Lotfi Mansouri, 1929 – 2013

San Francisco Opera’s Fourth General Director and Internationally Acclaimed Stage Director Has Passed Away

 

On Friday, August 30, 2013, Lotfi Mansouri, San Francisco Opera’s distinguished fourth general director and one of the world’s leading opera stage directors, passed away after a brief illness with pancreatic cancer at his San Francisco home surrounded by family. Mansouri, an exuberant and passionate advocate of opera as “the greatest art form ever created,” was age 84. This page is a tribute to Mansouri the artist, administrator, and friend to opera lovers around the world. Memorial plans and arrangements will be announced at a later date.

Press Release


Biography

Renowned opera director  and impresario LOTFI MANSOURI led two of the most important opera companies in North America and has directed productions throughout the world. But he will perhaps best be known for changing how opera audiences experienced the art form, through supertitles.

Born in 1929 in Teheran, Iran, Lotfollah Mansouri left his native country to study medicine at UCLA, but music won out. From 1960 to 1966 he served as resident stage director of the Zurich Opera. For the next decade he served as head stage director at the Geneva Opera, while also directing productions at leading opera houses in Europe and the United States, including Lyric Opera of Chicago, Houston Grand Opera, Santa Fe Opera, Opera Philadelphia, San Diego Opera, the Dallas Opera, and both the Metropolitan and New York City Opera companies. During his career, Mansouri worked with virtually of the greatest stars of his generation and forged lasting relationships with many of them, in particular Joan Sutherland, Marilyn Horne and conductor Richard Bonynge.

In 1976, Mansouri became general director of the Canadian Opera Company, where he directed thirty new productions, twelve of them Canadian premieres, including Berg’s Lulu and Britten’s Death in Venice. In 1983, he revolutionized opera by projecting supertitles— translated lyrics projected above a stage—at a performance of Elektra; a system that is now used ubiquitously worldwide.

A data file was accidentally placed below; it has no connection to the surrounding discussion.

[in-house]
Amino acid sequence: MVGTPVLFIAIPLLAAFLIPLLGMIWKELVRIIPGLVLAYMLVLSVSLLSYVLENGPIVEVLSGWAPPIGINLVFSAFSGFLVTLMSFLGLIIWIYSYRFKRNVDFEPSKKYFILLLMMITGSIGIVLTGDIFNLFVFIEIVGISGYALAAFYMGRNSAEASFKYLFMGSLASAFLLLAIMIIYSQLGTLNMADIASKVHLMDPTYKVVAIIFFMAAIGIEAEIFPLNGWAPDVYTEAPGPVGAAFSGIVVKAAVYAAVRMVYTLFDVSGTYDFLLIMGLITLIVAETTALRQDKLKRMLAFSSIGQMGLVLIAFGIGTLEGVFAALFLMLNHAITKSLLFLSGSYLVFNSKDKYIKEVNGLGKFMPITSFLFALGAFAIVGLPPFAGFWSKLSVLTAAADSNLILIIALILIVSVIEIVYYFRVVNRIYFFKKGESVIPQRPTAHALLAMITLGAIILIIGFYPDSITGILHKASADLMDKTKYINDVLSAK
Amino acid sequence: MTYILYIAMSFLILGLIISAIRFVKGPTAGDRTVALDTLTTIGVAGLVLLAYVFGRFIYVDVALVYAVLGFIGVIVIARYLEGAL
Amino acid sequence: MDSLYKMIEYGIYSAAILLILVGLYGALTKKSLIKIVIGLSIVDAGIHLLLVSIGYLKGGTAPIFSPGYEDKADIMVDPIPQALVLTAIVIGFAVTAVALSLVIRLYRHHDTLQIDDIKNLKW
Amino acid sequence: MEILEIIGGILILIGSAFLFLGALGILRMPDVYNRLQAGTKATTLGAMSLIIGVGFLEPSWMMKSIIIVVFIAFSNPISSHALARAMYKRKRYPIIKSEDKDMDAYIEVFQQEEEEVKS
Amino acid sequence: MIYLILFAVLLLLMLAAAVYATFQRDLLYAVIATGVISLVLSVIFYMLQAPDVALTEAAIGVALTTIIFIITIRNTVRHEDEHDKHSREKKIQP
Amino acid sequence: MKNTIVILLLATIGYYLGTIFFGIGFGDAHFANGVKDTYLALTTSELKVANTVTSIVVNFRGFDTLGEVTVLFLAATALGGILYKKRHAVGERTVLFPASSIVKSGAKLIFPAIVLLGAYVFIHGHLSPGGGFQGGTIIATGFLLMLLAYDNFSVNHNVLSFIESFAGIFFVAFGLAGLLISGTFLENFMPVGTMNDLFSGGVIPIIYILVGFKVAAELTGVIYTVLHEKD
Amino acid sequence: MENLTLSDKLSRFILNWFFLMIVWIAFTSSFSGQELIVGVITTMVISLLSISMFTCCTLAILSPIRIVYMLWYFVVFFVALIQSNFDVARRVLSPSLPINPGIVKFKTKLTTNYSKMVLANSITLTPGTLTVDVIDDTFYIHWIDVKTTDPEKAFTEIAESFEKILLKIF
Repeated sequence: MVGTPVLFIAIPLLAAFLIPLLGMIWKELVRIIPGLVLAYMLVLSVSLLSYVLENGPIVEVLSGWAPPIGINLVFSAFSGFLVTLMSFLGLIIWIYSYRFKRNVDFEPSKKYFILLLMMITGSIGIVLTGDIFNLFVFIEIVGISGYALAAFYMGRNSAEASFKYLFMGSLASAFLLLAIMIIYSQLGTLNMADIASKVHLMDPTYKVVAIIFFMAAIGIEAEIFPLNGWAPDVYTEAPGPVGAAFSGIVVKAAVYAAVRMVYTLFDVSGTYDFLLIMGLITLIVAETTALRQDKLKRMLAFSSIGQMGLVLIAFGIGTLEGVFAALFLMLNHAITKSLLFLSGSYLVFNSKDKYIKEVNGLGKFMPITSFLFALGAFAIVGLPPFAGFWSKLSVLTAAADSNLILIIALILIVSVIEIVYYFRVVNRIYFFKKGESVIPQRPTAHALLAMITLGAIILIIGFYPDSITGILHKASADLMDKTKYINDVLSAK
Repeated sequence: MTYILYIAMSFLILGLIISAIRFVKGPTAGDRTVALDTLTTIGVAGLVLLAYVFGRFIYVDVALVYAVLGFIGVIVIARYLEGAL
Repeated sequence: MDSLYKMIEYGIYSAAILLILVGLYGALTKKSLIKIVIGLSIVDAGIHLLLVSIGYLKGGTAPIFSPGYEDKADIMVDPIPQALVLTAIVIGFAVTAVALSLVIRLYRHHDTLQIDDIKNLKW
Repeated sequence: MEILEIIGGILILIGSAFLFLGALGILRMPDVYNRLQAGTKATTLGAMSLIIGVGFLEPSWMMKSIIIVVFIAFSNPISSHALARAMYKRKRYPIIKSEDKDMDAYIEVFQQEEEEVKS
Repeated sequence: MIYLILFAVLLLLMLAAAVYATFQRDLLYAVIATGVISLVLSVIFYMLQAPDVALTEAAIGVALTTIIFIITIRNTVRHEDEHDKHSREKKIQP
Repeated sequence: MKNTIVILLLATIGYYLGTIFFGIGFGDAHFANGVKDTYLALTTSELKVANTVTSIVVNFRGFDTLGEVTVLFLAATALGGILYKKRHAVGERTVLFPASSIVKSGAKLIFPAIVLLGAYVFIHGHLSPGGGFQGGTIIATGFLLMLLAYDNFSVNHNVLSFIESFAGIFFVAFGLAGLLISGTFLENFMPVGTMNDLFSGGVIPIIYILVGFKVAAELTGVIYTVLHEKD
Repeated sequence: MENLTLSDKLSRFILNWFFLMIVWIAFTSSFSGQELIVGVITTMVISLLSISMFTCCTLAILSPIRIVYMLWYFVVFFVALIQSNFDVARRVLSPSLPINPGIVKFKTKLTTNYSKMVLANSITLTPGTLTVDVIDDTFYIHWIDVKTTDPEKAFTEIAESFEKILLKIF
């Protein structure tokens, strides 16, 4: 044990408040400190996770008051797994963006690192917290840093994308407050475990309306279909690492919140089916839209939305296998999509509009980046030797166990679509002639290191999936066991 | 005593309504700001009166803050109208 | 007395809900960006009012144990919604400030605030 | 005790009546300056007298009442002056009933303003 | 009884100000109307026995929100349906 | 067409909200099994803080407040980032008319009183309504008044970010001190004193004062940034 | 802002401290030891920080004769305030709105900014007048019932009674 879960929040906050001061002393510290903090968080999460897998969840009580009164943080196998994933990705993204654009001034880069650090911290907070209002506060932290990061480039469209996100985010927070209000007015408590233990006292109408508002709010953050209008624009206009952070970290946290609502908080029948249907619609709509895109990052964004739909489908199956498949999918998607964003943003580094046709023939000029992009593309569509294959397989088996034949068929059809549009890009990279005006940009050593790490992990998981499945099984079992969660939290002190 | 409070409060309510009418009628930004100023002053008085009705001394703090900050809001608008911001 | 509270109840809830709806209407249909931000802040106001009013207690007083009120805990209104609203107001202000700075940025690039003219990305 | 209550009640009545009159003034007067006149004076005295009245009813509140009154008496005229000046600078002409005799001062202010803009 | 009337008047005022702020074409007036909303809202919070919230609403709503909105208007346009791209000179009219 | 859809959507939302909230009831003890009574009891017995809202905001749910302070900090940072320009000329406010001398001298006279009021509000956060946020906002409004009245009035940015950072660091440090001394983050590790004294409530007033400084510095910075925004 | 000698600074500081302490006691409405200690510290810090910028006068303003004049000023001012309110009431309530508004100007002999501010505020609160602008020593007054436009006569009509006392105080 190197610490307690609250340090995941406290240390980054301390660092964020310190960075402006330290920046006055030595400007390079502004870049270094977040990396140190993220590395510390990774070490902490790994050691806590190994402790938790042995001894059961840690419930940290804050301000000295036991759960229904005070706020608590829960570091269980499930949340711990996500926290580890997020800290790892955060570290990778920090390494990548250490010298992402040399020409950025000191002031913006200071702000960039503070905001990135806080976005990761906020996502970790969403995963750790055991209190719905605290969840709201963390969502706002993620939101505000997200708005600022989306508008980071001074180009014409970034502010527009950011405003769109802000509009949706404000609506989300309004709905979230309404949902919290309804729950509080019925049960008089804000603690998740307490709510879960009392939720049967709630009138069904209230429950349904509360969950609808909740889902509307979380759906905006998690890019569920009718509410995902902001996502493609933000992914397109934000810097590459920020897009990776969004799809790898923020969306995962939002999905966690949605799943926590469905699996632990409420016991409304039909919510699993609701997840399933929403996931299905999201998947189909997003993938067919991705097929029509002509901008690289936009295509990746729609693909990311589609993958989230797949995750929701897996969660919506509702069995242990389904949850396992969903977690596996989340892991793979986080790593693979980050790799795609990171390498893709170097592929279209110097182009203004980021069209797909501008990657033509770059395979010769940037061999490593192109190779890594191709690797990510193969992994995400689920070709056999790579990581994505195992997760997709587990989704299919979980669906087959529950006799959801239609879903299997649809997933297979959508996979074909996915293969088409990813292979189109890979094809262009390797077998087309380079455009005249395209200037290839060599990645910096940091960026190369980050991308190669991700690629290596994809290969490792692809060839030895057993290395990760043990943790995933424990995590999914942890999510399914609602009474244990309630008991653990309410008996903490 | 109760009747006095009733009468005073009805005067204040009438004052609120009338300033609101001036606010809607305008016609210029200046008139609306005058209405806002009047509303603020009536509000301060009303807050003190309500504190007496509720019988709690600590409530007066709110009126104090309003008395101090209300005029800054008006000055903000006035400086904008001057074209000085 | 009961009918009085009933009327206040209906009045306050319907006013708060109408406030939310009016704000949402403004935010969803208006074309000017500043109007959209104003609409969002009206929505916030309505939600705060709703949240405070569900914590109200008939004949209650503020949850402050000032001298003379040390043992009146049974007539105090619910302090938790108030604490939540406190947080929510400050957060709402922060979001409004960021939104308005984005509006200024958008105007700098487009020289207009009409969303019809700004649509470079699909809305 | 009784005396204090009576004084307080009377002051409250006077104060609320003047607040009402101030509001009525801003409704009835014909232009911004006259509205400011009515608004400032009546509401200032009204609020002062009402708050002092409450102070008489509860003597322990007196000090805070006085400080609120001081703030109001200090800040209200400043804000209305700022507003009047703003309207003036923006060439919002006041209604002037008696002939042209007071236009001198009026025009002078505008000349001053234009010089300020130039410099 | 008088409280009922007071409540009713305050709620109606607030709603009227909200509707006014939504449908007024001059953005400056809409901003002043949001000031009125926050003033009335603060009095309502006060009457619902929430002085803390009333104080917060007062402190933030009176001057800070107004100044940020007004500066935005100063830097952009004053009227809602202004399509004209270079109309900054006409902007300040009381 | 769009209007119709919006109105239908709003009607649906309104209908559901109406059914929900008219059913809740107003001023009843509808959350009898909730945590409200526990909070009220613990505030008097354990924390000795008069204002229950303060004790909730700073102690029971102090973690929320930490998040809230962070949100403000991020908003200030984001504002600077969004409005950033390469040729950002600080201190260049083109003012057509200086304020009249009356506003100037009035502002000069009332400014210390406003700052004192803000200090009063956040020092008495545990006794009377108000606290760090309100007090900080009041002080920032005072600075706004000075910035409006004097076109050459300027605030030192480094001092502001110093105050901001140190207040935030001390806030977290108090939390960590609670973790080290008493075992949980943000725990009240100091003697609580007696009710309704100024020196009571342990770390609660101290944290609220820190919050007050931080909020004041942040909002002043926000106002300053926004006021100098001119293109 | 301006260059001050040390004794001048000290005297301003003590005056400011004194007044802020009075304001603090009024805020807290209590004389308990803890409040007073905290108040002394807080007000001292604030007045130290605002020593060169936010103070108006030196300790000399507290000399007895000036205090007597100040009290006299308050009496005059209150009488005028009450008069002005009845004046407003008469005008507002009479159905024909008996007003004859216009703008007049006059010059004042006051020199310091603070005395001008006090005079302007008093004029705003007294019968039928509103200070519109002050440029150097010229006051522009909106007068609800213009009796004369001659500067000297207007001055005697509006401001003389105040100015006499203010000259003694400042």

He moved on to the San Francisco Opera in 1988 where he became the Company’s fourth general director, a position he held until 2001. Under Mansouri's leadership, San Francisco Opera established the Pacific Visions program to commission new works and to perform little-known ones. The project led to some of the most compelling operas of our time, including Conrad Susa’s The Dangerous Liaisons, André Previn’s A Streetcar Named Desire, John Adams’s The Death of Klinghoffer, Stewart Wallace’s Harvey Milk, and Jake Heggie’s Dead Man Walking. Among his many honors are the title of chevalier of France’s Ordre des Arts et des Lettres and a 2009 lifetime achievement award from the National Endowment for the Arts Opera Honors.

Mansouri made his San Francisco Opera debut in the 1963 season directing productions of Dialogues des Carmélites, Die Walküre, La Sonnambula, La Traviata, Mefistofele, and Samson et Dalila. He directed more than seventy-five productions with the Company, and during his tenure as general director, numerous artists made their U.S. operatic debuts and six productions were recorded for telecast and videocassette (Mefistofele, Orlando Furioso, Capriccio, Turandot, The Dangerous Liaisons, and A Streetcar Named Desire). Mansouri’s 1979 production of La Gioconda was the Company’s first to receive a live international telecast. Also during his tenure, San Francisco Opera made its first commercial recordings: Hérodiade, Orphée et Eurydice, Harvey Milk, A Streetcar Named Desire, and Dead Man Walking. He established the historic exchange with the Kirov Opera that resulted in productions of War and Peace featuring the American opera debut of conductor Valery Gergiev, Boris Godunov, The Fiery Angel, Ruslan and Lyudmila featuring the U.S. opera debut of soprano Anna Netrebko, Eugene Onegin, and Betrothal in a Monastery.